Steel slats were not in the American day to day vocabulary merely a few years ago, yet the immobile blinds that litter part of the American-Mexican border are recognizable as soon as a viewer enters the GALA Hispanic Theatre for the In Series presentation of “La Paloma at the Wall.” This opera/theatre piece provides a glimpse into some of the narratives that have surrounded the border while reinventing a century old zarzuela, which could be described as a precursor to the theatrical musical.
This version of “La Paloma” is set at the US/Mexico border, which is described as being between Tijuana and San Diego. The primary character of political interest, Paloma (Elizabeth Mondragon), is a migrant from Guatemala, who has been separated from her daughter. In a solemn detachment, she tells her horrific story to a border officer and translator in an attempt to discover where her daughter may have gone. The US Border Officer informs her they do not know her whereabouts.
The action of the story is then whisked away into a colorful bar in Mexico, where we meet an American, Don Jack (Lew Freeman) and a local judge, Don Sebastian (Carlos Macher), who treats the audience to a bouncy little ditty, which has some disturbing subtext. Don Jack has taken an interest in Susana (Mia Rojas), a woman who works at the bar. He later blackmails her into staying the night with him, and Susana is helpless. Susana and Don Jack are both unaware that Paloma, who was just hired as help for the bar, overheard the conversation. The drama plays out with various skirmishes that parallel the original zarzuela “La Verbena de la Paloma,” with a happy ending for all the protagonists, including the surprise hero, Paloma.
The core of “La Paloma” was anchored by the astounding vocals. The cast worked seamlessly with the on-stage orchestra to balance volume and intensity, which worked well in the theatre’s intimate space. The design had a natural flow between set elementals, music, and dialogue, never leaving the audience hanging onto a pause or distracting them from the plot.
With so many moving parts, ‘La Paloma at the Wall’ is a work of communal art that expresses itself as a palette of politics, opera, theatre, and dance.
Each performer brought something special to the production. Mondragon’s performance as Paloma was delightful. Her simplicity balanced the flamboyancy of some of the other characters, but her operatic vocals turned heads. Her singing was always welcomed throughout the production. Lew Freeman as Don Jack was a devil and played the antagonist well. Besides a believable and strong performance as the character, his baritone voice commanded the stage with grace and power. A surprise featured actor, Nigel Rowe as Pedro the police guard, sprung to center stage in the first act of the show to deliver a jaunty tune about his Oaxaca roots. Rowe’s voice soared up and down the musical staff, while also flaunting his comedic talents.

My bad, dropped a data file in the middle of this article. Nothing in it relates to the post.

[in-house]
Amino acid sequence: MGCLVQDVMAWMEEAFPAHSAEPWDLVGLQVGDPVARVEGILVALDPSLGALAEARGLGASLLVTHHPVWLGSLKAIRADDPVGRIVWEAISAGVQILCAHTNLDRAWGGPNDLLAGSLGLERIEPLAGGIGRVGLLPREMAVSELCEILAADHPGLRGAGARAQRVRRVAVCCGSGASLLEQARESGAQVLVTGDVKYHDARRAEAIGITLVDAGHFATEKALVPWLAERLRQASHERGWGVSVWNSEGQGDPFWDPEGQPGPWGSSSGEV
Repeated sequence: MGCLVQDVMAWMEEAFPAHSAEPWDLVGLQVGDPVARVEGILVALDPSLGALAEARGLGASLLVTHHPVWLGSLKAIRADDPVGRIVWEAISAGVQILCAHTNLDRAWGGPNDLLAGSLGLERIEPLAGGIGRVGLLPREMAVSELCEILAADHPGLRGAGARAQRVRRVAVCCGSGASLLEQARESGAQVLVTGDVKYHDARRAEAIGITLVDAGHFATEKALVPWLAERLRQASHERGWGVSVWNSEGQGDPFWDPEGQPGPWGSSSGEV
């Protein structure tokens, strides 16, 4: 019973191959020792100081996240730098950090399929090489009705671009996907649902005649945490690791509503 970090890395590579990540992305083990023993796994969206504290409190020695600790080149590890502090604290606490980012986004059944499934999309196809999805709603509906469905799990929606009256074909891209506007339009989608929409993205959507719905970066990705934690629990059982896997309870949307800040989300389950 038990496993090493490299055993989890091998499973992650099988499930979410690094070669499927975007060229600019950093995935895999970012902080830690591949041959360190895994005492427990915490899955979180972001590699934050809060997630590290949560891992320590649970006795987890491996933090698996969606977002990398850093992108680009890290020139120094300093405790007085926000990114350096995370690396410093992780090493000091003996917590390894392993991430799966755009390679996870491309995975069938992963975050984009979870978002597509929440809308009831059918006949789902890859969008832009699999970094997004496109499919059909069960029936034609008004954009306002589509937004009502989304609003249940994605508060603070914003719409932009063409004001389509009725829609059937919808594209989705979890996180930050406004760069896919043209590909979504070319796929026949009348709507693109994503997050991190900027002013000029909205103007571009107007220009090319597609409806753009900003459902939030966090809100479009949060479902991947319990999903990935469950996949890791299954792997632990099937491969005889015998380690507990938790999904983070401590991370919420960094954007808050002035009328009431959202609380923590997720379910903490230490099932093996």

Many moments gleamed as special and memorable throughout the production. Francisco the bar owner (Gustavo Ahualli) attempted to sing a beautiful ballad about his child, while his wife Rita (Katherine Fili) interrupted his sweet song and roared from offstage to demand his presence. Mia Rojas (Susana), Teresa Ferrara (Casta), and Vivian Allvin (Tia Antonia) lit up the stage whenever they were together. Ian McEuen (Julian) was fiery and haughty, which lent to lively scenes. Finally, Carlos Macher (Don Sebastian) escalated the tension of Susana’s circumstances, but quickly did the right thing and listened to the silent hero, Paloma.
A unique aspect of this production, worthy alone as a reason to view “La Paloma,” is the border wall replica. It is beautifully muralized by teenagers from the Latin American Youth Center. Fluorescent blues, pinks, and yellows highlight the natural imagery, yet also draw attention to the unnatural and obtrusive steel wall. Writer Anna Deeny Morales threaded new and old together to create a script that would resonate with the modern audience. Ulises Eliseo adapted and arranged the music from original composer Tomas Breton successfully for this updated piece. A truly collaborative and community effort, Corazon Folklórico, a Mexican folk dance company, also provided the In Series with its expertise. With so many moving parts, “La Paloma at the Wall” is a work of communal art that expresses itself as a palette of politics, opera, theatre, and dance.
“La Paloma at the Wall” challenges its viewers to consider the obstacles and atrocities communities face. The In Series removes barriers between clashing cultures and blends them instead.
Running Time: About 2 hours and 30 minutes with one 20-minute intermission.
‘La Paloma at the Wall’ played through March 31, 2019, with the In Series at The GALA Hispanic Theatre. For more information on the rest of their season, click here.